Colour and delight in a fully Accessible Liveable Sustainable Home.
In this era where natural resources are under threat of depletion, it is not surprising that people start adopting energy efficient and green living. Green architecture is the part of the same campaign. People are building homes that are self-sufficient and environmentally friendly.
Designing a sustainable building for energy building efficiency and low on-going maintenance requires early consideration at the beginning of the house design; at Concept Design. This was the challenge the clients put forward to BP Architects in designing the Essendon home, as well as making the home fully accessible for a motorized wheelchair.
A Brief Description
The home positioning on the south boundary, the use of recycled timber, rainwater tank and water conservation were given due consideration during the designing of the Essendon house. The house was designed to have little dependency on artificial light, heating and cooling.
‘Only on the coldest consecutive winter day the localized bar heater is used at half the maximum heat, for a few hours to maintain comfortable air temperatures’. Dorothy Hatch, Owner, Essendon home
Detailed Feature Description
The main focus while designing this house was to make it fully accessible for wheelchair access, energy efficient and to incorporate green architecture with low maintenance.
Windows were placed high with sky views and the ability to open, allowing for good ventilation and exhausting stratified hot air during the night. Windows on the north were designed in the master bedroom to keep the room warm.
Tiled flooring was installed adjacent to the windows, allowing for the thermal mass of the slab to maximize the absorption of passive solar thermal heat. The thermal mass helps maintain constant and comfortable indoor temperatures.
The Weather Conditions
Located in an inner city suburb, and surrounded by brick walls and fences, the house was protected from exposure to heat loss from winds. The positioning of the house, away from the north boundary on the south boundary, optimized for north sunlight. This ensured that the house received maximum solar heat from the north glazed façade during the winter season.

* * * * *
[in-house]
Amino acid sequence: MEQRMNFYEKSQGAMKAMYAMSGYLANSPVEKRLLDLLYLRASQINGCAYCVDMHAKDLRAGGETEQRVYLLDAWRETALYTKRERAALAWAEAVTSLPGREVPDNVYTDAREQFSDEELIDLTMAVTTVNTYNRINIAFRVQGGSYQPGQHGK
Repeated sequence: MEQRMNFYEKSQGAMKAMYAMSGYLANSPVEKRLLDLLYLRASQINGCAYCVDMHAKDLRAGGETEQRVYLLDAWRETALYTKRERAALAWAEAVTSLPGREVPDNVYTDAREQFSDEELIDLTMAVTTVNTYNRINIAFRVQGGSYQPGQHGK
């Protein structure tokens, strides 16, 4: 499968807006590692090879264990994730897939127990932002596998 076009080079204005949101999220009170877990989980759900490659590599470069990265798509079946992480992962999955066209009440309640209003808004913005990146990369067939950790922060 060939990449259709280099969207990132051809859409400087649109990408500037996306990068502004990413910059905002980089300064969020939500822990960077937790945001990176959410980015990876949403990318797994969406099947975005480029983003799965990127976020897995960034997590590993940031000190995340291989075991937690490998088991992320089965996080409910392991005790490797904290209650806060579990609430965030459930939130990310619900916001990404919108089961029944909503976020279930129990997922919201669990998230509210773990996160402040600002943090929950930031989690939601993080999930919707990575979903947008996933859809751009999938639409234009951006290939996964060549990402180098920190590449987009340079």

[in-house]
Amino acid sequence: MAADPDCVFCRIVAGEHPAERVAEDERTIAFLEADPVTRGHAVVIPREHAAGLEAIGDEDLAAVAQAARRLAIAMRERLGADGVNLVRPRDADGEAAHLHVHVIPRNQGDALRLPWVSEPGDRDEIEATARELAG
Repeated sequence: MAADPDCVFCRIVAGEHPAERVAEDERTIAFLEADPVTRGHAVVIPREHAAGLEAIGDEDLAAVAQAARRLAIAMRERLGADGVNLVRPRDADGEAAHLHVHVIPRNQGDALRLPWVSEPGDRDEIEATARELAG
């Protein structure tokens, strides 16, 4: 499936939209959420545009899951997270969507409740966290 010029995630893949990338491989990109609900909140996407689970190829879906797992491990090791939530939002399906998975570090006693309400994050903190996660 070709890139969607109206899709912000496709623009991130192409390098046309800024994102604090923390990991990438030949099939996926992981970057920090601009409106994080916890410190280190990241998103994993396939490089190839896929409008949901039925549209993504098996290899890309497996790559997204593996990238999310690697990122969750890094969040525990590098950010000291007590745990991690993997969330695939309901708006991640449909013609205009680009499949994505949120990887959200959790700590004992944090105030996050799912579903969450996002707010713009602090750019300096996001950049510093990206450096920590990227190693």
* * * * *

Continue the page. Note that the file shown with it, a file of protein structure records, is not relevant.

The sustainable building and green architecture features include air transfer ducts, which facilitate the transfer of warmed air from one room to another. As hot air rises, warmed air at the ceiling level of the living areas is transferred to the cooler bedrooms with ducted fans. High windows are located throughout the house to exhaust hot air during the summer months.
Ceiling Fans have both summer and winter modes so they move the heated air that rises to the ceiling in winter to the lower levels and provides air movement for comfort during summer. The solar pergola and sun shading ensure that you have the winter sun when you want it and they shade the house from the summer sun to help keep the home cool.
The thermal mass in the floor slab acts as a heat sink absorbing the heat from the sun. The tiled flooring adjacent to north windows ensures that the maximum amount of thermal heat is absorbed into the slab.
The In-Ground Rainwater Tank provides water for toilet flushing. An on-demand recirculating hot water ring means that at a flick of a switch the cold water that is sitting in the hot water pipes is returned to the storage tank and you have hot water when you want it, without having to waste water until it heats up.
These features, and more, ensured that the house is a sustainable energy efficient home.
While a great example of green architecture, the design of the house provides a sense of space and volume. Flexibility is implemented into the planning so that spaces can be open and closed, increasing air volumes, as required by weather conditions.
Award winning architects, BP Architects have expertise in designing environmental friendly homes that are also contemporary in their appearance and facilities.
House Size: 178.8sqm
- Air transfer ducts
- Thermal mass in the floor slab
- Tiled flooring adjacent to north windows
- High windows to exhaust hot air
- In-ground rainwater tank
- On-demand recirculating hot water ring
- Ceiling fans
- Solar pergola and sun shading
- Flexible spatial zoning
- Passive solar design
- North facing windows
- Secure night time exhausting hot air
- Cross ventilation
- Recycled timber benchtops
- Timber used for cupboards from sustainable timber plantation